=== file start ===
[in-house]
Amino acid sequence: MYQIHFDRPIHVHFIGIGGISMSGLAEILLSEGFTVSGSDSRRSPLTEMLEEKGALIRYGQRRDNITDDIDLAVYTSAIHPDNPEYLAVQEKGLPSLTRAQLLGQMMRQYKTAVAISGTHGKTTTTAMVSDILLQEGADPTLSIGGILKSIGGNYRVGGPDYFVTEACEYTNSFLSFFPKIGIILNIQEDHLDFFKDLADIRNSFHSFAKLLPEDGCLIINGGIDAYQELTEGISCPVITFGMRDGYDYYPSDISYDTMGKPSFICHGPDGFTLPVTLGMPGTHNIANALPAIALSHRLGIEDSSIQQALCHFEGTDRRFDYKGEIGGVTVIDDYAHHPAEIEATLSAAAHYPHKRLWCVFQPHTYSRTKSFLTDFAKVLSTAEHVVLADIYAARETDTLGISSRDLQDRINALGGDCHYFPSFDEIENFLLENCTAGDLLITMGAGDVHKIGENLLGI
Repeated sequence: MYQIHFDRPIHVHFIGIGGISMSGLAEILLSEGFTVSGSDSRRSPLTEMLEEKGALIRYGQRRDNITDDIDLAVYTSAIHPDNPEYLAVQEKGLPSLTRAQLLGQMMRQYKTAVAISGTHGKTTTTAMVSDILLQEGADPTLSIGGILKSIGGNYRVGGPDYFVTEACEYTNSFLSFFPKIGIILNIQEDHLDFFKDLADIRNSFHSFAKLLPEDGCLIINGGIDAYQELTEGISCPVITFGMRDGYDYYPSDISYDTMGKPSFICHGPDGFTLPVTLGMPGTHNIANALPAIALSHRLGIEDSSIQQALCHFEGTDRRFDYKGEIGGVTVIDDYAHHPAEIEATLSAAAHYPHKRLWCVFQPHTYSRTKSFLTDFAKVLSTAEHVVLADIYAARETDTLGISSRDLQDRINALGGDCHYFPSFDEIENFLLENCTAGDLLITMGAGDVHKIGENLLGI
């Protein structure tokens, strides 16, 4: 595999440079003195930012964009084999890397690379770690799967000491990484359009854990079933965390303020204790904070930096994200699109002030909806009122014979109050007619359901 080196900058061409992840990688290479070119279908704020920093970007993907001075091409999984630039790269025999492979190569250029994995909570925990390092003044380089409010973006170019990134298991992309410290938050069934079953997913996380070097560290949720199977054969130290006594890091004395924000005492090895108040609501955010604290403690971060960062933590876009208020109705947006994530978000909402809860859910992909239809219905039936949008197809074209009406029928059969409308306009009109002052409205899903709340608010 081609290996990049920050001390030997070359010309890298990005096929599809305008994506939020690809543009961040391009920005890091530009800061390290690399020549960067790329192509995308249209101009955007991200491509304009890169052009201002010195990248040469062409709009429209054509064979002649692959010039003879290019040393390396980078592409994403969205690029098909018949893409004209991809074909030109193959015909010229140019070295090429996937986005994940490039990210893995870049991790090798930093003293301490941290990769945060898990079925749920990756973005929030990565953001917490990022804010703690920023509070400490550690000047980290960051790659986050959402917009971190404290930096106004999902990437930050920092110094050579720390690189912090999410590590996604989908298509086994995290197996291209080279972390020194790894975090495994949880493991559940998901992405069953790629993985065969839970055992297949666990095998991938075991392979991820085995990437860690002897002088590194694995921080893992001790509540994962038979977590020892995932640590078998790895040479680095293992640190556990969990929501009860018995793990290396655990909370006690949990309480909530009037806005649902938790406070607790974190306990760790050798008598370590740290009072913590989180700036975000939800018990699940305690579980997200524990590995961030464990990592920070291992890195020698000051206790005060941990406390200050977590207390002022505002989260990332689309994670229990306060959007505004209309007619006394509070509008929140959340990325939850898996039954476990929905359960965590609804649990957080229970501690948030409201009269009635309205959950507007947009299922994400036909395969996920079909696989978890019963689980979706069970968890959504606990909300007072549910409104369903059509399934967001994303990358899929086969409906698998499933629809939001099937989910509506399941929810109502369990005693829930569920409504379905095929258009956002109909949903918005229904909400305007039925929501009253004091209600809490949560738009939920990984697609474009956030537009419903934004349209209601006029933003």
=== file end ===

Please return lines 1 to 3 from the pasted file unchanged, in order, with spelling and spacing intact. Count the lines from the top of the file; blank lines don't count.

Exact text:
[in-house]
Amino acid sequence: MYQIHFDRPIHVHFIGIGGISMSGLAEILLSEGFTVSGSDSRRSPLTEMLEEKGALIRYGQRRDNITDDIDLAVYTSAIHPDNPEYLAVQEKGLPSLTRAQLLGQMMRQYKTAVAISGTHGKTTTTAMVSDILLQEGADPTLSIGGILKSIGGNYRVGGPDYFVTEACEYTNSFLSFFPKIGIILNIQEDHLDFFKDLADIRNSFHSFAKLLPEDGCLIINGGIDAYQELTEGISCPVITFGMRDGYDYYPSDISYDTMGKPSFICHGPDGFTLPVTLGMPGTHNIANALPAIALSHRLGIEDSSIQQALCHFEGTDRRFDYKGEIGGVTVIDDYAHHPAEIEATLSAAAHYPHKRLWCVFQPHTYSRTKSFLTDFAKVLSTAEHVVLADIYAARETDTLGISSRDLQDRINALGGDCHYFPSFDEIENFLLENCTAGDLLITMGAGDVHKIGENLLGI
Repeated sequence: MYQIHFDRPIHVHFIGIGGISMSGLAEILLSEGFTVSGSDSRRSPLTEMLEEKGALIRYGQRRDNITDDIDLAVYTSAIHPDNPEYLAVQEKGLPSLTRAQLLGQMMRQYKTAVAISGTHGKTTTTAMVSDILLQEGADPTLSIGGILKSIGGNYRVGGPDYFVTEACEYTNSFLSFFPKIGIILNIQEDHLDFFKDLADIRNSFHSFAKLLPEDGCLIINGGIDAYQELTEGISCPVITFGMRDGYDYYPSDISYDTMGKPSFICHGPDGFTLPVTLGMPGTHNIANALPAIALSHRLGIEDSSIQQALCHFEGTDRRFDYKGEIGGVTVIDDYAHHPAEIEATLSAAAHYPHKRLWCVFQPHTYSRTKSFLTDFAKVLSTAEHVVLADIYAARETDTLGISSRDLQDRINALGGDCHYFPSFDEIENFLLENCTAGDLLITMGAGDVHKIGENLLGI